The Magna Carta in 1215 and the bill of rights in the 17th century limited English Kings' power. Elizabeth's successor _______ ruled using the principle of ___________.
- James I
- Divine Right of Kings
James I did not have enough money from traditional sources like land and payment from nobles so he asked Parliament for money. They asked for favors in return. He had a deficit of 100,000 pounds. Which two groups in parliament gave him the most trouble?
James I wanted to marry his daughter to _________ but Parliament said no. He was advised by __________ to ally against the Hapsburgs, but he told them to stay out of foreign affiars. Then, Parliament began the _______.
- A Spanish Infanta
- The House of Commons
- Grand Protestation
During the Grand Protestaion, James dissolved Parliament, killed three of its leaders, and ripped out a page of their journal. He went to war with _______ to help Protestant princes in 1624.
James I was succeeded by whom?
Charles I, not his brother Henry who was great but he died.
In 1627, Charles I went to war with France. He asked Parliament for money, and they presented him with ________ (give the year), which said:
- The Petition of Right in 1628.
- No taxation without representation
- No quartering of soldiers in homes
- No martial law in times of peace
- No false imprisonment
After the Duke of Buckingham was assasinated, Parliament wrote the _________ which said:
- Three Resolutions
- No popish innovations
- No taxing without Parliament's consent
- No paying taxes without Parliament's consent
Charles I dissolved parliament for 11 years from when to when?
What did Charles I do to get money wihtout Parliament's help?
- He ended war with France and Spain in 1630
- He extended the ship money tax to all of England
When Charles I imposed his Anglican ways on the Scots, via the Book of Common Prayer, the Scots rebelled. How did Charles get money to raise an army? What happened when Charles lost?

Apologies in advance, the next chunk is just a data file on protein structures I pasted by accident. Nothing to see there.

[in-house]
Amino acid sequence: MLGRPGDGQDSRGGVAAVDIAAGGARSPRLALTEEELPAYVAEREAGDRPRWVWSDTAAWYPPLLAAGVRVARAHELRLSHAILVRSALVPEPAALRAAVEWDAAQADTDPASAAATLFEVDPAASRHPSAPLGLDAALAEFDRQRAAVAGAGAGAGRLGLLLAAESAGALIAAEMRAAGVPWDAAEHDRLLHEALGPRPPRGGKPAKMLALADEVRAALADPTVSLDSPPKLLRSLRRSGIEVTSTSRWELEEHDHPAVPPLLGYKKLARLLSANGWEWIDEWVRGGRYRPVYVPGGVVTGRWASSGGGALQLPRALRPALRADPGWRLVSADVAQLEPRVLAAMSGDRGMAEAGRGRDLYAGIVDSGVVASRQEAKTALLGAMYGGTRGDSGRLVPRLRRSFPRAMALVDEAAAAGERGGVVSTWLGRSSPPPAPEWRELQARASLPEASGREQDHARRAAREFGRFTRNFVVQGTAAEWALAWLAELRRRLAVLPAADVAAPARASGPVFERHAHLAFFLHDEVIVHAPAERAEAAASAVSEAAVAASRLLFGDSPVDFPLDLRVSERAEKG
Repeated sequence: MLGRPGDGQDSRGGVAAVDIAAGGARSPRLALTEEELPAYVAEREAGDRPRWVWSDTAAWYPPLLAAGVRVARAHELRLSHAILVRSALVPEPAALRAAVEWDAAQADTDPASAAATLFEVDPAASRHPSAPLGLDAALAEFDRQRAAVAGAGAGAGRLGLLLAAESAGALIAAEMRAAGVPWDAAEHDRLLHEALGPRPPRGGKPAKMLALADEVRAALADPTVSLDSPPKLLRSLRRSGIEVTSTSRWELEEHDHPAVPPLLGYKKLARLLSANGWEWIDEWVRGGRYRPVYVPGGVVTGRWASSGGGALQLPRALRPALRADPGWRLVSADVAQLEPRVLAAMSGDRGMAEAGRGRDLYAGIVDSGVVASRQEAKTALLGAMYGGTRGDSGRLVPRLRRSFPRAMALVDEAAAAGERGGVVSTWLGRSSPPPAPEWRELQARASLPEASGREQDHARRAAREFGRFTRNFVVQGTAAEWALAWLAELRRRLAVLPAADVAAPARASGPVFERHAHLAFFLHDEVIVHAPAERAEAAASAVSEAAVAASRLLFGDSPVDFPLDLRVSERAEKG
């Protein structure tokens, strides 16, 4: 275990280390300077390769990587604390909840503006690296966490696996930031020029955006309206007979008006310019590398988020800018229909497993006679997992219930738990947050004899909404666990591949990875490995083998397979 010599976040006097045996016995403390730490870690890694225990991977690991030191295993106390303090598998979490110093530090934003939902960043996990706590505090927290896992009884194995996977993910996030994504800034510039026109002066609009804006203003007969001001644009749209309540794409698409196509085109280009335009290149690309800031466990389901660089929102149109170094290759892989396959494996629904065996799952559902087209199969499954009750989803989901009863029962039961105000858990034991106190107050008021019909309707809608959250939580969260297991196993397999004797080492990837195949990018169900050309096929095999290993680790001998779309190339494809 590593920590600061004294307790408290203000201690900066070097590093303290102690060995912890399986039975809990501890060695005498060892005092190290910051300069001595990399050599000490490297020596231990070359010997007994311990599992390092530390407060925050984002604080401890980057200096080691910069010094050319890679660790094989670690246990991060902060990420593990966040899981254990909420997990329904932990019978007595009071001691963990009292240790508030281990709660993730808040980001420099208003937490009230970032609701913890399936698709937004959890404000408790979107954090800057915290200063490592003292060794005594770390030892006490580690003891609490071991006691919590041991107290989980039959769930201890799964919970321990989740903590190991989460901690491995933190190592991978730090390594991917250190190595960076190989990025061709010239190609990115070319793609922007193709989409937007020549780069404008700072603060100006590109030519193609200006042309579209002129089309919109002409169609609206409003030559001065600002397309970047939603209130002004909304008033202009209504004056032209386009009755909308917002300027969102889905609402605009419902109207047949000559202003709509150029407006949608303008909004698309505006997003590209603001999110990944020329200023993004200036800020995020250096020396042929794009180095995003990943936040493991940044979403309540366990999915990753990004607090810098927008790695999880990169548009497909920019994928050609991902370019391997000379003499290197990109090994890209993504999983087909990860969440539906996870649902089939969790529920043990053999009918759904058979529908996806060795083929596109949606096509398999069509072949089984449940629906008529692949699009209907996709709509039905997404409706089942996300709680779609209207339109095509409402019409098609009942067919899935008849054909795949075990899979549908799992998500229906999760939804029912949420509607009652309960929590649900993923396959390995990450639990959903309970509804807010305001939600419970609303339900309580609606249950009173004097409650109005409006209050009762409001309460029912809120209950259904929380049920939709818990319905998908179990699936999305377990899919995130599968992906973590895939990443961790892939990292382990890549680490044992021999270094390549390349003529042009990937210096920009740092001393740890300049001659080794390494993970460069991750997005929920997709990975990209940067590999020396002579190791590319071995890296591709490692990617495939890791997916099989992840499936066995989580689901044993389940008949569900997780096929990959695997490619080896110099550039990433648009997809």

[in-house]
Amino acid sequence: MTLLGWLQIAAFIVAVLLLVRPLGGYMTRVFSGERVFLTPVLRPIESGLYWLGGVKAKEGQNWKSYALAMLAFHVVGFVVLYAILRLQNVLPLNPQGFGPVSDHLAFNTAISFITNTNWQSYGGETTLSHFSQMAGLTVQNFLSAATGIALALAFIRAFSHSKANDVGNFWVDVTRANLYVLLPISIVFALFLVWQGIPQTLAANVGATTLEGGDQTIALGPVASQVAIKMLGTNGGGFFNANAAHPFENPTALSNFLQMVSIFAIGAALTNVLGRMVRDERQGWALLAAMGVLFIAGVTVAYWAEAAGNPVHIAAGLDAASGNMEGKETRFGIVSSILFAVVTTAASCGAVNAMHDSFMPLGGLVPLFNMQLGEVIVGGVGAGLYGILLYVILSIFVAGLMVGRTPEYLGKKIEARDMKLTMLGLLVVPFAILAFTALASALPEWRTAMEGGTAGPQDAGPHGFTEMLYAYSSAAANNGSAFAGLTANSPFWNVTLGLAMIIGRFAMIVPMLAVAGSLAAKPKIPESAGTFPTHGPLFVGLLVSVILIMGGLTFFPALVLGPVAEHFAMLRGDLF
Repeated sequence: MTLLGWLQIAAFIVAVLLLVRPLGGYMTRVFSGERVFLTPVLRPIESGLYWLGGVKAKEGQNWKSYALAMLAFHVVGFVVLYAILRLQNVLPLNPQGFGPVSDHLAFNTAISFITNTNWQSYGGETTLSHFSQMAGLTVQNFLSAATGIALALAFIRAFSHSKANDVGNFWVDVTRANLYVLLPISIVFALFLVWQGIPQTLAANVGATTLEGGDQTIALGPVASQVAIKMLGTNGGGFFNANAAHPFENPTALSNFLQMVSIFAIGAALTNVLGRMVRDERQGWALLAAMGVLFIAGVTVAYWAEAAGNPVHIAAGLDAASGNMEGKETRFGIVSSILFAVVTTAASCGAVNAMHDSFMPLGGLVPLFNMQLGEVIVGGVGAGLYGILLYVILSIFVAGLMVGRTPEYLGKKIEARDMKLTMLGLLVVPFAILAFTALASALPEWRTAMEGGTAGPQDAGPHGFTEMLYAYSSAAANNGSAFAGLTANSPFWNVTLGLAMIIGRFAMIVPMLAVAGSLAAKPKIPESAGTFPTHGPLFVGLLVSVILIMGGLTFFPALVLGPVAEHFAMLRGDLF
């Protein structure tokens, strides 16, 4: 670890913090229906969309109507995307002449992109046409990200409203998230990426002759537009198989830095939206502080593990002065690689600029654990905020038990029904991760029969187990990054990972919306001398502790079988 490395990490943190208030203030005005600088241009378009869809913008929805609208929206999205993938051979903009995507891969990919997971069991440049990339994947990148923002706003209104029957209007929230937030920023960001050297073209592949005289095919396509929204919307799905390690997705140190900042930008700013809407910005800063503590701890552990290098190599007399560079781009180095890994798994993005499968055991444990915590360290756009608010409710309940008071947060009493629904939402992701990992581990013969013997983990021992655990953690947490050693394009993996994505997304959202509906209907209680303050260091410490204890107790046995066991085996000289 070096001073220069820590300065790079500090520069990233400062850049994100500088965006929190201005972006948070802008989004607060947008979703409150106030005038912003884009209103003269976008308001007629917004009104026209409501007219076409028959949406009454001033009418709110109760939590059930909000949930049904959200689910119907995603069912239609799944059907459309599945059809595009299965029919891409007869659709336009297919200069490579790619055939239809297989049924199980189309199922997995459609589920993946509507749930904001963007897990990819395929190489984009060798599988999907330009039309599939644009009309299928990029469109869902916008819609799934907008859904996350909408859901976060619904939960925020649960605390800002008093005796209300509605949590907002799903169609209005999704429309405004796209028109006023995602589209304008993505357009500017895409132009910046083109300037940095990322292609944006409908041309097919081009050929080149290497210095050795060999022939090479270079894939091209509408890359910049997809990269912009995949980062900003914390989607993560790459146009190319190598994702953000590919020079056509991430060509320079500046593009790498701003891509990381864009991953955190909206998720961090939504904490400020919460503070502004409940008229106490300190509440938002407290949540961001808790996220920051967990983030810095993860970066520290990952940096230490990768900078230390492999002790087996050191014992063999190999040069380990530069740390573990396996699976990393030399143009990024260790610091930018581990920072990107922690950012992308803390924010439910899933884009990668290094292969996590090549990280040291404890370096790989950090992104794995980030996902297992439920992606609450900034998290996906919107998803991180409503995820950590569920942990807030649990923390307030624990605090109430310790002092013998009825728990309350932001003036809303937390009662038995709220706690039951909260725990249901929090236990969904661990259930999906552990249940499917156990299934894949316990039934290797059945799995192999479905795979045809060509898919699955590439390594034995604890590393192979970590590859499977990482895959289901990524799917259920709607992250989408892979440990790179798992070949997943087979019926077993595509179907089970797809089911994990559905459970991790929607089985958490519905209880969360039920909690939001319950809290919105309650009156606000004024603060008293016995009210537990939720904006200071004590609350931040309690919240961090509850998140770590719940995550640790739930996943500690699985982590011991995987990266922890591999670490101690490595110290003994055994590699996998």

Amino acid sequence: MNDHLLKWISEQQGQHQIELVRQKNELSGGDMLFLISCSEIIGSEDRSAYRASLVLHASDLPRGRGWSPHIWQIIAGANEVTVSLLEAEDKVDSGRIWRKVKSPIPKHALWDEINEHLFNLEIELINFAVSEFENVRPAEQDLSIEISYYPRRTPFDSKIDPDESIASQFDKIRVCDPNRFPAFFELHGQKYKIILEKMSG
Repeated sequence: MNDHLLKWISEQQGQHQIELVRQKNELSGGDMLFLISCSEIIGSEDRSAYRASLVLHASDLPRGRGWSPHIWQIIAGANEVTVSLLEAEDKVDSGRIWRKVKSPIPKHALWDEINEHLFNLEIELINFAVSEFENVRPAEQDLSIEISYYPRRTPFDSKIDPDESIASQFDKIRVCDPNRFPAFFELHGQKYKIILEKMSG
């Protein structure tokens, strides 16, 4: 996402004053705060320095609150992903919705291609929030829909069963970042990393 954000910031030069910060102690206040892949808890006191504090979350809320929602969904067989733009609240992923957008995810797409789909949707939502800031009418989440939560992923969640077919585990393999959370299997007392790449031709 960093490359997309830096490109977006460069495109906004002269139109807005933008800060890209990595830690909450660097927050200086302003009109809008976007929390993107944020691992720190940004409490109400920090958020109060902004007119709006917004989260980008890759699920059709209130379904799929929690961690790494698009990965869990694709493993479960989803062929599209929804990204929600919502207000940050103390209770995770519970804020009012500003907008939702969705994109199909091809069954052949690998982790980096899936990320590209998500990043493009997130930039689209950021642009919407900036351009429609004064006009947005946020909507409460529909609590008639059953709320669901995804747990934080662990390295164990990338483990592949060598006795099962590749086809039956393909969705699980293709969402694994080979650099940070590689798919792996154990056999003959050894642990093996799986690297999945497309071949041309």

- He called a Short Parliament for two months, but they had a bunch of complaints so he said, "naaah"
- He had to pay the Scots for their loss, and he called a long parliament for nine years.
What did the Triennial Act say?
Parliament must be called every three years. The king cannot dissolve parliament..
Where did the Irish Catholics rebel against the protestants?
Ulster-30,000 dead. There was no response from England because the king and Parliament didn't trust each other with an army.
What did the Parliament want in the Grand Remonstrance?
- No Episcopal form of government
- Parliament chooses ministers
- No prelates (upper clergy people) in Parliament
Charles I tried to arrest ______ Parliament leaders but they were _____. He then moved his headquarters from London to ______.
How did Charles respond to the 19 Propositions.
He said no even though Parliament offered him money.
- Loyal to Parliament
In 1644, Parliament allied with Scotland and Cromwell. What was the name of Cromwell's army? How did Charles react when Cromwell won at Naseby in 1645>
- New Model Army/Ironsides
- Charles surrenderred to the Scots and said he'd make a Presbyterian church so they allied with him.
Cromwell wanted a monarchy. True or false? What about a national church.
How did Parliament feel about this stuff.
- He said no to both of these things
- Parliament wanted a limited monarchy and a national church.
In the Second Civil War, the Scots were with Charles. The Presbyterians tried to strike a deal with Charles. How did Cromwell react?
Cromwell expelled them and the Rump Parliament resulted (60 members).
Charles defended himself well at his trial...blah blah blah.
- He didn't stutter.
- He said he needed a jury of his peers (there are none)
- People gasped when he was executed.
- The end.
What was the rule of Cromwell called?
What constitution did Cromwell write?
What did it say?
- Institution of Government (1st modern constitution)
- Cromwell is lord protector, he shares power with Parliament, there is freedom of religion (mostly)
People hated Cromwell's new ideas, and Cromwell hated the Rump Parliament so what did he do?
He dissolved parliament and set up a military government with 12 districts. He didn't like it and he died during this time.
Who succeeded Cromwell? And after that?
- Richard Cromwell (son who quit)
- Charles II
How did Charles II become king? What is this time called?
The General Monk called the Parliament in 1660 that asked for Charles II. This gave Parliament power over the king. It's called the Restoration.